Albuquerque

Highlands development across from Presbyterian, moving into next phase – Albuquerque, New Mexico

Albuquerque, New Mexico 2021-01-12 19:44:36 –

Albuquerque, New Mexico (KRQE) – It’s like a “city in a city”. Large-scale development in Albuquerque has materialized and the next phase is currently underway. Highlands are slowly progressing across the hospital, but they are seeking further help from the city to take the next step.

The Highland project has been created over the years and is slowly rising across from the Central Presbyterians. The Spring Hill Suite was completed in October and more projects are underway. “Within a few months, we will open Highlands North, a 92-unit condominium community, with the Sky Bridge right behind me,” said Josh Rogers, Vice President of Development for Titan Development. .. “It is scheduled to open in March.”

Next is Highlands East. The $ 50 million community has five stories: residential space, pools, retail stores, and the artisan food market. “We’ve put it in a book for about four years,” Rogers said. “It’s about 3 acres and has a retail store on the ground floor. It’s an amazingly beautiful project.”

The complex covers five square blocks. The Albuquerque redevelopment team says that’s exactly what the city needs. “This is the type of community that wants to be developed along Central Avenue, and the type of live workplay community,” said Karen Iverson of the Metropolitan Redevelopment Agency. “It’s really the center of the city that we want to see built along downtown and the central corridor.”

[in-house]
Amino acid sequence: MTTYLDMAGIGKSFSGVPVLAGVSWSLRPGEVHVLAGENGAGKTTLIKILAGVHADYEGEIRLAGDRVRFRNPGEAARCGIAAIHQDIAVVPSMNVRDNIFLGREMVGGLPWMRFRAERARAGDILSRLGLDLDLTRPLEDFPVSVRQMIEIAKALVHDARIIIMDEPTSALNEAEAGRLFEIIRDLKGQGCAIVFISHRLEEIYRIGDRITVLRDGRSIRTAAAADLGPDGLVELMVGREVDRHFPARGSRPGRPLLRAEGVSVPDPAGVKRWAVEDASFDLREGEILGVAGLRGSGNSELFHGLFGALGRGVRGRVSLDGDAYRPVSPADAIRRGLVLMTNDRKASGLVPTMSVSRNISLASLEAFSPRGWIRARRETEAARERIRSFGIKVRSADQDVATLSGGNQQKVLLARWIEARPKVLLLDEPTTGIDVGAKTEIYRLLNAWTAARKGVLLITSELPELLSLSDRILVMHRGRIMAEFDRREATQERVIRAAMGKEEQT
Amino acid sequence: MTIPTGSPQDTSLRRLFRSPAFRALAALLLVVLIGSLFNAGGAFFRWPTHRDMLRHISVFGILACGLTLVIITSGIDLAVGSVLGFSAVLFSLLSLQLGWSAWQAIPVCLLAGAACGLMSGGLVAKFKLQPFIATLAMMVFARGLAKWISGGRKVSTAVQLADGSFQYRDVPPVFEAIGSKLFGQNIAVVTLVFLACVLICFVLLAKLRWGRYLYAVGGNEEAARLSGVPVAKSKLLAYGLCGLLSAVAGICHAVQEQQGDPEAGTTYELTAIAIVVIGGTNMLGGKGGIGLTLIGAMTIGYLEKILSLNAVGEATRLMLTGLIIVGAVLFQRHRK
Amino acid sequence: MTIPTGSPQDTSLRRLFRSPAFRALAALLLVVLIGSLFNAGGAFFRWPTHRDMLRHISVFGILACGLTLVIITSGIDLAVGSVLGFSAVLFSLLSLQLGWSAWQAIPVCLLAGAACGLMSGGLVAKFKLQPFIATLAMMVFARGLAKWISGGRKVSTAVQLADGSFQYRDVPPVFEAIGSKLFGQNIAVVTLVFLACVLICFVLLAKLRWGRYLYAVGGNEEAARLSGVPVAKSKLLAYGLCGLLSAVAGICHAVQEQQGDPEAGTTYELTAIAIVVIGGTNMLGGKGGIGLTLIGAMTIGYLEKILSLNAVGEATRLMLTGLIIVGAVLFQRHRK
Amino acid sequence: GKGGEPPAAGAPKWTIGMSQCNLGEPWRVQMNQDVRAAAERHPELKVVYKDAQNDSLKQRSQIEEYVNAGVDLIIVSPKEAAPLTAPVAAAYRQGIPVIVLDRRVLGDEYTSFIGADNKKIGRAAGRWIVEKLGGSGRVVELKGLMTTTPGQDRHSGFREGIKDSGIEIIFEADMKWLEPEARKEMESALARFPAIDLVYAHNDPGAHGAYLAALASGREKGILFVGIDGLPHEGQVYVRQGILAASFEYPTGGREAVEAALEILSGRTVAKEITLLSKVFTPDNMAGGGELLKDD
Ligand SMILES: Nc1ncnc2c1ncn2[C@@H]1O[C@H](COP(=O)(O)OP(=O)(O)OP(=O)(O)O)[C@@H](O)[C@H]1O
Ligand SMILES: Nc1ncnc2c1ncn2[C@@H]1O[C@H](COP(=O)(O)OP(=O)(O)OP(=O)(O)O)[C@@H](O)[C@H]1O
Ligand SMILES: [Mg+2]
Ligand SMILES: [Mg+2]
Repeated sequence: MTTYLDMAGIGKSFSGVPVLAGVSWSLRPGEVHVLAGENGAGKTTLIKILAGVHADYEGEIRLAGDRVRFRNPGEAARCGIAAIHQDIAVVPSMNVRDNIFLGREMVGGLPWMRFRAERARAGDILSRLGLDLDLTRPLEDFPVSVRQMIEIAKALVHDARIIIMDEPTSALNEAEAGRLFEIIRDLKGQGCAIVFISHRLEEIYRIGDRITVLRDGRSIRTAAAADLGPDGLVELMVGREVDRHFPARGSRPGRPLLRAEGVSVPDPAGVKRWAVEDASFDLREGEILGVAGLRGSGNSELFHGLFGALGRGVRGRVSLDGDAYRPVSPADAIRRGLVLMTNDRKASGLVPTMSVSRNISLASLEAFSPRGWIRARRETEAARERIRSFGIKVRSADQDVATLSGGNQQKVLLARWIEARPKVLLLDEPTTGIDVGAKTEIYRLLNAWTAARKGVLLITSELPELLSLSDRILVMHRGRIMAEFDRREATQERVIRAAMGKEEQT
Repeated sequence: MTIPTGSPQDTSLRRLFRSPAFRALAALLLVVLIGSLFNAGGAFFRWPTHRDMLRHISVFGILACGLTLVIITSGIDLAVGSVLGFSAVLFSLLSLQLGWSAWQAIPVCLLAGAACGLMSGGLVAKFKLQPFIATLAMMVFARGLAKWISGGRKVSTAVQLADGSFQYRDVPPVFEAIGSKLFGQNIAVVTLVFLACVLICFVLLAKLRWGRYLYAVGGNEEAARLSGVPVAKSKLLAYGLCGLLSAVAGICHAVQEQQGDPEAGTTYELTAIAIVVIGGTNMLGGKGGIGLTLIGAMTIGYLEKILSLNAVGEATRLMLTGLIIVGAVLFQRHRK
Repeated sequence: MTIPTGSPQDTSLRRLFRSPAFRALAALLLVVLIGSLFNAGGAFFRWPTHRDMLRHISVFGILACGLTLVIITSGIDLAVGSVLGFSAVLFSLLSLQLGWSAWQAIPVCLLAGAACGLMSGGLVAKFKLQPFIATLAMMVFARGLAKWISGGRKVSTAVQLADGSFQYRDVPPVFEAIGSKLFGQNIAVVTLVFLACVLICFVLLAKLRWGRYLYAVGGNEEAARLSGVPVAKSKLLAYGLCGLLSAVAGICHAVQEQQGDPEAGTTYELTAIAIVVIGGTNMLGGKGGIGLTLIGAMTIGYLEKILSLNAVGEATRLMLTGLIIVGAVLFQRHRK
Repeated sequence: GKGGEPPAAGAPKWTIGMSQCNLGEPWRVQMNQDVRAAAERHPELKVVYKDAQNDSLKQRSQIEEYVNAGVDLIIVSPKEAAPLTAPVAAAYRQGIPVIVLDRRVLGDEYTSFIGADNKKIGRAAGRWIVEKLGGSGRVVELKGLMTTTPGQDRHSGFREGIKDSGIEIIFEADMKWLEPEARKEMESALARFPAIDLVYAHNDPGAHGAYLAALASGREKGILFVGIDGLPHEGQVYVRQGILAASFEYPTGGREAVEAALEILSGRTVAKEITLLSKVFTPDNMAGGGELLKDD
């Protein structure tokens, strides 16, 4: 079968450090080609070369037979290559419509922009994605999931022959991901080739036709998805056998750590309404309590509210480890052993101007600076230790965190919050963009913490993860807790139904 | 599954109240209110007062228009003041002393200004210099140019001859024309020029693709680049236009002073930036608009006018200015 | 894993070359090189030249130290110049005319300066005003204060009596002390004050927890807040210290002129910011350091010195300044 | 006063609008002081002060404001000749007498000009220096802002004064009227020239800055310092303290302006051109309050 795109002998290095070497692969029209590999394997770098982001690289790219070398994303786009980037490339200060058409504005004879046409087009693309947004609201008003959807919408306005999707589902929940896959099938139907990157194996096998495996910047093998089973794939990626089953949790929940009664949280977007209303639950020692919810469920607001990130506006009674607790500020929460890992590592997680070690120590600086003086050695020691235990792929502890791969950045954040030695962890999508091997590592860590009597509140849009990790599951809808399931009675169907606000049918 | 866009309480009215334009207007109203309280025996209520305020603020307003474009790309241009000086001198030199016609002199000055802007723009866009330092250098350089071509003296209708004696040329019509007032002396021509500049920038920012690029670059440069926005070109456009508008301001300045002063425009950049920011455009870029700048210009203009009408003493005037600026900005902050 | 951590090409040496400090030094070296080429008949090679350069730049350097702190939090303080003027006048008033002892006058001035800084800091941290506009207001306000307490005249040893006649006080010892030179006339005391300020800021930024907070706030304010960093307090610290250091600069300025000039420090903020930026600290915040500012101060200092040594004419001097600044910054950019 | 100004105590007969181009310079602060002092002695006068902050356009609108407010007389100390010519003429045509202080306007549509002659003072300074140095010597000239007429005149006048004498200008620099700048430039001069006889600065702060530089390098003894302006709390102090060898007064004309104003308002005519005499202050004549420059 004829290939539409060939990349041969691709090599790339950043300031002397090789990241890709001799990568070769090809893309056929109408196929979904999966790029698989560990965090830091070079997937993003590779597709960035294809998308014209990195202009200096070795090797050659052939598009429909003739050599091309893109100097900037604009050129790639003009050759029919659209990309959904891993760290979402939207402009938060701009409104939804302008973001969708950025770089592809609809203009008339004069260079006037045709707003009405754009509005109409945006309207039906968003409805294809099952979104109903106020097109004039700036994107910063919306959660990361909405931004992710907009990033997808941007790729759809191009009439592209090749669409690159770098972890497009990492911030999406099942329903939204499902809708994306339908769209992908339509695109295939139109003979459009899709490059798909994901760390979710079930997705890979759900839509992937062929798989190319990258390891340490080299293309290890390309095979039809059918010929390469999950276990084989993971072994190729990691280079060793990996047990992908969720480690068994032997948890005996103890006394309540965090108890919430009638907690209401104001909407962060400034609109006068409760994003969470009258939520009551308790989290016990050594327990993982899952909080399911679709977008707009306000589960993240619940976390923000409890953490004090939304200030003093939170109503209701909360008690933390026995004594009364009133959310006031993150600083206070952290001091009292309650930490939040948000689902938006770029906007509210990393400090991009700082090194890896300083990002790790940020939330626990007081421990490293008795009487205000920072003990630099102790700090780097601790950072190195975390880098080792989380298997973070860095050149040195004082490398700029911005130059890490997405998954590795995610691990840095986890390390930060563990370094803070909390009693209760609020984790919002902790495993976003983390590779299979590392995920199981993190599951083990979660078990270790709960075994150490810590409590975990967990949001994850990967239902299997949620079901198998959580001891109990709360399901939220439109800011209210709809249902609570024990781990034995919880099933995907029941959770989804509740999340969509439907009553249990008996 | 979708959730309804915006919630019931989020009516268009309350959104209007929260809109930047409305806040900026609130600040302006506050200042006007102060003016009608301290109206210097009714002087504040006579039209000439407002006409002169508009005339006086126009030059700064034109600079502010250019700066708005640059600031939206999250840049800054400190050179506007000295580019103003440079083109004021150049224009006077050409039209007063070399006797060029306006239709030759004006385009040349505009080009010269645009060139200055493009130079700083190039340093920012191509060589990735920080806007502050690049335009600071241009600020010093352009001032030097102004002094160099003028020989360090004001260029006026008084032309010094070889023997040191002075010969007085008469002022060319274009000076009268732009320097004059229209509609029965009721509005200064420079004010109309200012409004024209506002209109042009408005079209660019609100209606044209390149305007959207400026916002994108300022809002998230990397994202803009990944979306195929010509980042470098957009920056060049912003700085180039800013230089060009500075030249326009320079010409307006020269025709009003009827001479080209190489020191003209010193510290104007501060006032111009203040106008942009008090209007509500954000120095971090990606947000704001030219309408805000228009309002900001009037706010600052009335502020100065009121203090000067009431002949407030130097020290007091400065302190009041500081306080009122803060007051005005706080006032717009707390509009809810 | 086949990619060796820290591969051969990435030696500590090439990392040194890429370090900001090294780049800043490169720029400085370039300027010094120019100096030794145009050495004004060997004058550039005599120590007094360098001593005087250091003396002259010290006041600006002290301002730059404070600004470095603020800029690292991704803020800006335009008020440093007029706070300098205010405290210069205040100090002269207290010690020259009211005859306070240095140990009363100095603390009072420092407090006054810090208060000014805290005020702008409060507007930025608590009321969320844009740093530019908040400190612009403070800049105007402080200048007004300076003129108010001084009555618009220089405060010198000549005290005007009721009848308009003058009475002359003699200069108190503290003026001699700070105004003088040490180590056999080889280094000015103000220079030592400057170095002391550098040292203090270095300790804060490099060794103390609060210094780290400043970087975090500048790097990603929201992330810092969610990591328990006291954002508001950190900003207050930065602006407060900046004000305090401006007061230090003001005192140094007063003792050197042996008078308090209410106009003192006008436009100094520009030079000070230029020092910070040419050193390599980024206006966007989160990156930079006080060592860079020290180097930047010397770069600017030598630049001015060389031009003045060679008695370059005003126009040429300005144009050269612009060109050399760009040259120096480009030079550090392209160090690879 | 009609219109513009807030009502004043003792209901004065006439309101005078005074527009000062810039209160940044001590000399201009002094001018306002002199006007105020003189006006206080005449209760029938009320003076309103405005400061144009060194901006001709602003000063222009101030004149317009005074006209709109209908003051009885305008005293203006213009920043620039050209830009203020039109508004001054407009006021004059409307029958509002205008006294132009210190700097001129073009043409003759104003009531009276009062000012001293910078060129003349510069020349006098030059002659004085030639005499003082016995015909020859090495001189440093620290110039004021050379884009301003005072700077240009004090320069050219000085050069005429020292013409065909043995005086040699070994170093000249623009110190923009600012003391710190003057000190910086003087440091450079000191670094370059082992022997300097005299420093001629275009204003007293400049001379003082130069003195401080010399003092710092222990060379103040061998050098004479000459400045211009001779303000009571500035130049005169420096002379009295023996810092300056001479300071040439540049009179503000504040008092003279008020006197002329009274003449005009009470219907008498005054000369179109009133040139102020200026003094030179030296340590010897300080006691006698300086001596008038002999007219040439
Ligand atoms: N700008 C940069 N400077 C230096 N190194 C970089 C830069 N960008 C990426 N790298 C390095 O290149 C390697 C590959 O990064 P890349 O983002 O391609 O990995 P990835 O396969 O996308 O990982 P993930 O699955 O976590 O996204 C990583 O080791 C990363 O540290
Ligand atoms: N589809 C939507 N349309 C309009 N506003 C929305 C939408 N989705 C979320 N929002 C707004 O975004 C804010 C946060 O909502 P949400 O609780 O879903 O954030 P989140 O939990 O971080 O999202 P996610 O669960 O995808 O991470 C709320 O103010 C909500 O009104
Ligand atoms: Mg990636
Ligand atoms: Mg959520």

This kind of space walking distance in Presbyterian churches — can also bring in coveted health care workers. To that end, developers are demanding a seven-year property tax cut.

“These projects have huge upfront costs. They often require structured parking. In these older areas of town, there are infrastructure costs,” says Iverson. .. “It’s really necessary to make the project financially feasible.”

By removing these taxes, developers (Titan Development and Maestas Development Group) can save over $ 3.5 million. That is to say that the city will be better in the long run. “This helps facilitate other redevelopment projects along the core,” Iverson said. “It generates total income, taxes and provides housing for workers who want to come and live in Albuquerque.”

According to Titan, it is likely that it will take another five years for the project to be fully completed. They say COVID is influencing their schedule and may not land in Highlands East until the end of this year or the beginning of next year. This Thursday, the Albuquerque Development Commission will decide whether the Highlands East project should be tax-reduced. If approved, it goes to the city council.

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